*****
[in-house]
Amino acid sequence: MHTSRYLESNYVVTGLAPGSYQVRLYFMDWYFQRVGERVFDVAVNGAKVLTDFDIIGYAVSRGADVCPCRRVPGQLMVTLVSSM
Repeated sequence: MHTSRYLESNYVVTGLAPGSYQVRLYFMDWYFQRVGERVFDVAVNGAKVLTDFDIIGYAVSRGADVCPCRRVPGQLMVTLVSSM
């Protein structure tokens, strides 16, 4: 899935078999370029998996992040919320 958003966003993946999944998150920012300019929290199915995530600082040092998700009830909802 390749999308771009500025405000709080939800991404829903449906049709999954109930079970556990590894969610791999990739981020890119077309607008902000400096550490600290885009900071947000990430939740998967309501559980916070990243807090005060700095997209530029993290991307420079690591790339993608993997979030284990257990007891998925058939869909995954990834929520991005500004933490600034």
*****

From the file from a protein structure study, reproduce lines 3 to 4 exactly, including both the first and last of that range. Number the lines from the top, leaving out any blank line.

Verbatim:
Repeated sequence: MHTSRYLESNYVVTGLAPGSYQVRLYFMDWYFQRVGERVFDVAVNGAKVLTDFDIIGYAVSRGADVCPCRRVPGQLMVTLVSSM
């Protein structure tokens, strides 16, 4: 899935078999370029998996992040919320 958003966003993946999944998150920012300019929290199915995530600082040092998700009830909802 390749999308771009500025405000709080939800991404829903449906049709999954109930079970556990590894969610791999990739981020890119077309607008902000400096550490600290885009900071947000990430939740998967309501559980916070990243807090005060700095997209530029993290991307420079690591790339993608993997979030284990257990007891998925058939869909995954990834929520991005500004933490600034």